A digital currency known as Bitcoin (BTC) has been causing a bit of a media stir of late due to its use for illicit purposes. Some readers of this blog will be familiar with and have used a digital currency of some form in the past to purchase goods online. Some may even remember failed digital currencies such as e-gold, which had operations suspended by US authorities after its proprietors were indicted on four counts of violating money laundering regulations back in 2007. With Bitcoin, we now have another multi-million dollar digital currency market without any central authority for regulation. (An in-depth explanation of Bitcoins is available on Wikipedia.)
One of the selling points of the Bitcoin currency is that anyone with a computer can begin to earn Bitcoin blocks by using his or her computer’s computational power, along with open source Bitcoin software, to solve a difficult cryptographic proof-of-work problem. This is referred to as Bitcoin mining and, if successful in solving a block, it will lead to a reward of up to 50 Bitcoins per block. As of June 2011, there are just over 6.5 million Bitcoins in existence, with a finite number of 21 million possible to be reached over time. With Bitcoins presently trading at close to $20, Bitcoin mining sounds like an easy way to make some money. Well, cybercriminals might just be thinking the exact same thing.
It has been known for some time that a botnet’s combined computing power could be used for a number of nefarious purposes. We cabn now add Bitcoin mining to that list. While Symantec has not observed any botnets currently being used to mine Bitcoins, the possibility is there. Through the use of pooled Bitcoin mining, a botnet herder could covertly mine Bitcoins using the computational power of a victim's computer. Another selling point of the Bitcoin currency is its apparent anonymity; along with decentralized authority spread across a peer-to-peer network, this makes the currency even more attractive to cybercriminals. But is Bitcoin mining really worth a botnet herder’s time? Let’s find out.
Using an average computer and only the CPU for computational purposes, we found that when Bitcoin mining, we were able to compute roughly 1 mega-hashes/second. So what does that mean if we want to do pooled Bitcoin mining on a botnet? Using an online Bitcoin mining calculator—which takes into account the current difficulty factor for solving Bitcoin blocks, the computer's hash rate, and Bitcoin exchange rates—we get the following data for Bitcoin botnet mining:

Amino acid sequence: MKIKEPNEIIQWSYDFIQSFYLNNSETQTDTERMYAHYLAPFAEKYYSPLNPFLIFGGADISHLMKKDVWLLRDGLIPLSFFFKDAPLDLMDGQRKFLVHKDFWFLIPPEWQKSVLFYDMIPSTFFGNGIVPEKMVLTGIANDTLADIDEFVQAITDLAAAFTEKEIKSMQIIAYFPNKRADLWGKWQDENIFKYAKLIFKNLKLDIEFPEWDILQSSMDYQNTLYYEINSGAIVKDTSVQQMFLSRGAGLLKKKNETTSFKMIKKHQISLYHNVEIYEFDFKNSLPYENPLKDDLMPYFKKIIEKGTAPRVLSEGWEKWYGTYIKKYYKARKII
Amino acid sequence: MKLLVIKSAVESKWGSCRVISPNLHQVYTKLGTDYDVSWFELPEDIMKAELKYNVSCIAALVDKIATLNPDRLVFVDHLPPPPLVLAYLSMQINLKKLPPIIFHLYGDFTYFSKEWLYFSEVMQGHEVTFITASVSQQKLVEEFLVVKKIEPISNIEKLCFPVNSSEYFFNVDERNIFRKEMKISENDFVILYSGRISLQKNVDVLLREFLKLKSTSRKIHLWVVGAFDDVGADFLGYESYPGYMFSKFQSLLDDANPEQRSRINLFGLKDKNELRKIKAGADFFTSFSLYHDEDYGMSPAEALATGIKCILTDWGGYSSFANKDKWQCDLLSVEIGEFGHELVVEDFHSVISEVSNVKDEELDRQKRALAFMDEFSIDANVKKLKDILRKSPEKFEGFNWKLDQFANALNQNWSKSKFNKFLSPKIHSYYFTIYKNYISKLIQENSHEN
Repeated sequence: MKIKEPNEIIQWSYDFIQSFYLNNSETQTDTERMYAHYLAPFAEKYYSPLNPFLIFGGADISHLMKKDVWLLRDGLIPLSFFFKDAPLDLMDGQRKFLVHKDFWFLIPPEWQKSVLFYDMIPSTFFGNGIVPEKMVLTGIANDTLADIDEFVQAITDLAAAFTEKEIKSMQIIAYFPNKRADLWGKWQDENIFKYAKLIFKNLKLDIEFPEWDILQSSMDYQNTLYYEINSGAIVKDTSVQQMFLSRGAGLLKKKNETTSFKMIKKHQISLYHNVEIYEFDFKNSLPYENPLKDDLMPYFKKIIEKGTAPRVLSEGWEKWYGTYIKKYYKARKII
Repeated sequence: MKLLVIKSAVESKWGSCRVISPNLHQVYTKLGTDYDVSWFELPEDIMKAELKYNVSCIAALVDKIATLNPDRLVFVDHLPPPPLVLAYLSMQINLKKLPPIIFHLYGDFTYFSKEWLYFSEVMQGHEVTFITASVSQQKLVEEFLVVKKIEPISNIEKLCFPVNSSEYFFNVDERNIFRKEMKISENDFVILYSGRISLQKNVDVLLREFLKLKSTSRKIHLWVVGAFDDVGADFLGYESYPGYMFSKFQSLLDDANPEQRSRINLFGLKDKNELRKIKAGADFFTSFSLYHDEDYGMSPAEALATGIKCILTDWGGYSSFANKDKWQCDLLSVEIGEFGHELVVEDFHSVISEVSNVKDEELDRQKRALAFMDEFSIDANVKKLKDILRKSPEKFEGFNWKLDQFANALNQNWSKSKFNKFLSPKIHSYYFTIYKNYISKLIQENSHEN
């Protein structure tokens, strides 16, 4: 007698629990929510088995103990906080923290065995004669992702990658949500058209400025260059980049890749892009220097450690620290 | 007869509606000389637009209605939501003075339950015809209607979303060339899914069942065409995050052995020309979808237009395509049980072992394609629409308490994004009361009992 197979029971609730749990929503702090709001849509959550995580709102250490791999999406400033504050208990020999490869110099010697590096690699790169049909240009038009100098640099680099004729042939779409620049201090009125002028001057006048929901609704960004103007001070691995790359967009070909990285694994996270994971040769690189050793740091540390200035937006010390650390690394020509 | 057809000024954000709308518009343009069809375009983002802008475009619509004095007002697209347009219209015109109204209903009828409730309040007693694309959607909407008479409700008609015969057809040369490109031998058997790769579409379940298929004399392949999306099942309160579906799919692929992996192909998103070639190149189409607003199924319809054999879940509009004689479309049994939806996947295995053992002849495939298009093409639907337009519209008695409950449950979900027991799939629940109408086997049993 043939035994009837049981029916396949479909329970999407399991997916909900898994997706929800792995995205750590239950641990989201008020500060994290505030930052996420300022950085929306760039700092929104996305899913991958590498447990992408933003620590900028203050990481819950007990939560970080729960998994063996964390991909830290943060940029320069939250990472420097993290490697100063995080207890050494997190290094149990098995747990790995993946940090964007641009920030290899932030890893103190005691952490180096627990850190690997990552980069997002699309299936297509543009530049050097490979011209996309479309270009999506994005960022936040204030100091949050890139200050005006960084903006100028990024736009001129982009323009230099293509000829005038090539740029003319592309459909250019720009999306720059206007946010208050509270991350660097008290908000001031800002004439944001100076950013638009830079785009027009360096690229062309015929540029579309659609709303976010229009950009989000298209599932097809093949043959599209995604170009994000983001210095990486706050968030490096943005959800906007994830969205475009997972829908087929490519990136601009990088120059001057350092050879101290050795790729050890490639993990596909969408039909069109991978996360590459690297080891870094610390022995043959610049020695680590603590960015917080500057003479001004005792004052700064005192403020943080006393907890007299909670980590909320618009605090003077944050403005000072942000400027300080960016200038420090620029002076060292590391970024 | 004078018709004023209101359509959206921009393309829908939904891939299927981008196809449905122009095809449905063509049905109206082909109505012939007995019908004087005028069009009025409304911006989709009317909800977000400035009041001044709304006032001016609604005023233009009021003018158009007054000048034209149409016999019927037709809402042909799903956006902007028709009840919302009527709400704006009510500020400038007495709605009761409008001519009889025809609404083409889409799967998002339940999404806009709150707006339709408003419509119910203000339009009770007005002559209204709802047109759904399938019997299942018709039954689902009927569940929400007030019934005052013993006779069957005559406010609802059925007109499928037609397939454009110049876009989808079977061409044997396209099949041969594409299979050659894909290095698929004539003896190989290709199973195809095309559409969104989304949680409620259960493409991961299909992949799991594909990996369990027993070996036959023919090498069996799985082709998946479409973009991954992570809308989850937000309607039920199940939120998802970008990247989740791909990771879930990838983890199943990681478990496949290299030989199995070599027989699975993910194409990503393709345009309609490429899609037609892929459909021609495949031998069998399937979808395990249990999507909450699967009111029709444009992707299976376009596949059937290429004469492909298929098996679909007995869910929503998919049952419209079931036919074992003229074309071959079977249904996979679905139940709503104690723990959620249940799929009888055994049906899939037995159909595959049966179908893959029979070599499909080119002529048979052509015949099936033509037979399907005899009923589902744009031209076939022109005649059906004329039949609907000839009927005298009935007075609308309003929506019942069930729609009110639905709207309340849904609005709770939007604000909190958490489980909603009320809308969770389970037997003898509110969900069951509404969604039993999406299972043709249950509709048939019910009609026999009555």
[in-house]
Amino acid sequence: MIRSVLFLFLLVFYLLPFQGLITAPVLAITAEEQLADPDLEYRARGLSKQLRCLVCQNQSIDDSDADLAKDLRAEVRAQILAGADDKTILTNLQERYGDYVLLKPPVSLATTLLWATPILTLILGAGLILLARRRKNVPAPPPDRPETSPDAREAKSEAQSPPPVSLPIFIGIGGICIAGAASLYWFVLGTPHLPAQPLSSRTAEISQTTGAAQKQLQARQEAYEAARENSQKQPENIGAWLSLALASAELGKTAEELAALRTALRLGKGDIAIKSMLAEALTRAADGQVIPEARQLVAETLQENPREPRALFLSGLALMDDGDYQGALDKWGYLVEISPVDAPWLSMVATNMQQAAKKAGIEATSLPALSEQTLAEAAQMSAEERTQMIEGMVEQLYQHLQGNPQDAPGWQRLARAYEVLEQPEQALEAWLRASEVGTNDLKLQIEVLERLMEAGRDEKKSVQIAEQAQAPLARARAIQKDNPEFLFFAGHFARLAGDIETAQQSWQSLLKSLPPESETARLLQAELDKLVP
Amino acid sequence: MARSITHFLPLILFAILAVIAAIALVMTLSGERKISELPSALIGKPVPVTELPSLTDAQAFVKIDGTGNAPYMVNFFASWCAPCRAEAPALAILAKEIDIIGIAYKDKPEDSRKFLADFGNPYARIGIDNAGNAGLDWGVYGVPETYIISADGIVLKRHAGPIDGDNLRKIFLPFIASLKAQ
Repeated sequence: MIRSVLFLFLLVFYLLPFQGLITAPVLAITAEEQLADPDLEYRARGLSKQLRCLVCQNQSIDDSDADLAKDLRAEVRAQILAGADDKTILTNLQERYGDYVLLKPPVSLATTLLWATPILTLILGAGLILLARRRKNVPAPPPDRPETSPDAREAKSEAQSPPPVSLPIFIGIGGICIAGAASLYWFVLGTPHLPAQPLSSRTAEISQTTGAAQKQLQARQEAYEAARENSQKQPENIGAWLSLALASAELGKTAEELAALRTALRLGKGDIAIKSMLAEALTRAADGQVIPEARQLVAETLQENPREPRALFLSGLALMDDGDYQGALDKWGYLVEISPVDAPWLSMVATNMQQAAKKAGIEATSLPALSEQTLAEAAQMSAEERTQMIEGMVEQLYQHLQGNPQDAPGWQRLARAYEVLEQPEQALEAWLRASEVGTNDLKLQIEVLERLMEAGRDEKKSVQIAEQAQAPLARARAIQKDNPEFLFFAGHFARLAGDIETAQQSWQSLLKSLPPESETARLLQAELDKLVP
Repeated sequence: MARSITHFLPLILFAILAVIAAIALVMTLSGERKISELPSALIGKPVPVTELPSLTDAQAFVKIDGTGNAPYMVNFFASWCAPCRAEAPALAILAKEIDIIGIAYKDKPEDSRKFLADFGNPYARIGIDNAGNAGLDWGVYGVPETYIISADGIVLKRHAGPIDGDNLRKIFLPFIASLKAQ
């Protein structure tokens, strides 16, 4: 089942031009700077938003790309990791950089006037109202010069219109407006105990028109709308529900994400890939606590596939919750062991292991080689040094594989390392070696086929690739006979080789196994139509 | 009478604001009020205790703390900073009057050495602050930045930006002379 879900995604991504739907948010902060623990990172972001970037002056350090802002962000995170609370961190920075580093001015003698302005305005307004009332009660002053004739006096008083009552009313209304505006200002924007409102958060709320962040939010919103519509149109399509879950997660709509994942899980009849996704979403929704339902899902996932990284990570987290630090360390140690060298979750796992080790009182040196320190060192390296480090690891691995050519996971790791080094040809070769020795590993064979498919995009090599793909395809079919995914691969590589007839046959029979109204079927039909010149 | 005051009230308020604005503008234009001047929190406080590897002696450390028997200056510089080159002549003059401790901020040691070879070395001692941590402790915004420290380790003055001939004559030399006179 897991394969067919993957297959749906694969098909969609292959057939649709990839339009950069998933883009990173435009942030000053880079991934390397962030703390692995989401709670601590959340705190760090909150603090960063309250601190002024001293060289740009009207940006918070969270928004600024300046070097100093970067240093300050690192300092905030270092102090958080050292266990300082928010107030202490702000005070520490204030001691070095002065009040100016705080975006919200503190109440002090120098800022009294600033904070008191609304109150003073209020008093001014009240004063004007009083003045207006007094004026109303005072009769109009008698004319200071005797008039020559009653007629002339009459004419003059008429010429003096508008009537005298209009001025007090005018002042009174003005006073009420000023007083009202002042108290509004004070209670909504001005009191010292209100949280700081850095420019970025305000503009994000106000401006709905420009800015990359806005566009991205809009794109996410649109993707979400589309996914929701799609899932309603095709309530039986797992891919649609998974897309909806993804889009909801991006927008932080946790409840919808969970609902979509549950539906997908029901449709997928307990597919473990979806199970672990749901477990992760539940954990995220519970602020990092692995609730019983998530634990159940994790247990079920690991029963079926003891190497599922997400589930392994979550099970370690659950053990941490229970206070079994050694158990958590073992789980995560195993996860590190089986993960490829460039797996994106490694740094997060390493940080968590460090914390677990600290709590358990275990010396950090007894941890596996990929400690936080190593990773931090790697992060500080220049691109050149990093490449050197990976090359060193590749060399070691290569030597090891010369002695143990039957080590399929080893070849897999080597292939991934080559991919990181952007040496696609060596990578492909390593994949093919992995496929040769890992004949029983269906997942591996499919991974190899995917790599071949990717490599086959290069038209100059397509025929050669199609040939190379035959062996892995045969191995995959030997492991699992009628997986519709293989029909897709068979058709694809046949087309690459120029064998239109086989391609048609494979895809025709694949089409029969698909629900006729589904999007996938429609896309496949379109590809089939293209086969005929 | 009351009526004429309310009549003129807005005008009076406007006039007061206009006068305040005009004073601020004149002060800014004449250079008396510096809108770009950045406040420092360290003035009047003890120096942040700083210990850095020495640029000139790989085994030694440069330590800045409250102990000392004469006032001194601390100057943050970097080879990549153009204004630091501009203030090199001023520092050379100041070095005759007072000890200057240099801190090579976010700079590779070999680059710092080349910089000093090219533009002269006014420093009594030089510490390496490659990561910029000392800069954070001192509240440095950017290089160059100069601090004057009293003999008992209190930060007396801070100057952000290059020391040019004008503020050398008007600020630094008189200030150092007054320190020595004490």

Caveat: calculations based on mining constantly for 24 hours using CPU only at current exchange rate and difficulty factor.
|Hash Rate (mega-hashes / second)||1.0|
|Exchange Rate ($/BTC)||$20|
|Bot earnings broken down|
|Botnet mining per day|
|Bots||Bot earnings per day||Total earnings|
|Botnet mining per week|
|Bots||Bot earnings per week||Total earnings|
|Botnet mining per month|
|Bots||Bot earnings per month||Total earnings|
A point to note about these figures is that, as mentioned in the caveat, the compromised computer systems would have to be running 24 hours a day, which is highly unlikely. Also, the earnings would vary from day to day depending on luck. So, as we can see, there is the potential for cybercrimanals to earn money this way. However, another question is if Bitcoin mining is more profitable than other uses for the botnet. Let’s just compare one alternative: renting the botnet out for DDoS attacks. While Symantec has observed DDoS attacks being offered for as little as $5, the more usual offer is similar to what is seen in the screenshot below, offering at the high end of $400 dollars rent a week for a few hours a day.
Taking this information into account, Bitcoin botnet mining as an attractive and profitable venture for cybercriminals is very questionable. However, with recent spikes in the valuation of Bitcoins reaching as high as $26, it may become more appealing in the future to cybercriminals as another source of illegal earnings from their botnets.
We are already starting to see reports on fraud involving Bitcoins and a Bitcoin account being hacked with a substantial monetary loss of approximately $500,000. Symantec has seen one such threat designed to steal Bitcoins from your digital wallet called Infostealer.Coinbit, and we expect to see more in the near future. Criminals are starting to take a keen interest in Bitcoins and it would not be surprising if banking Trojans also began to take a special interest in Bitcoins.
As always, Symantec recommends that you keep your antivirus definitions up to date to ensure protection against new threats such as Infostealer.Coinbit.
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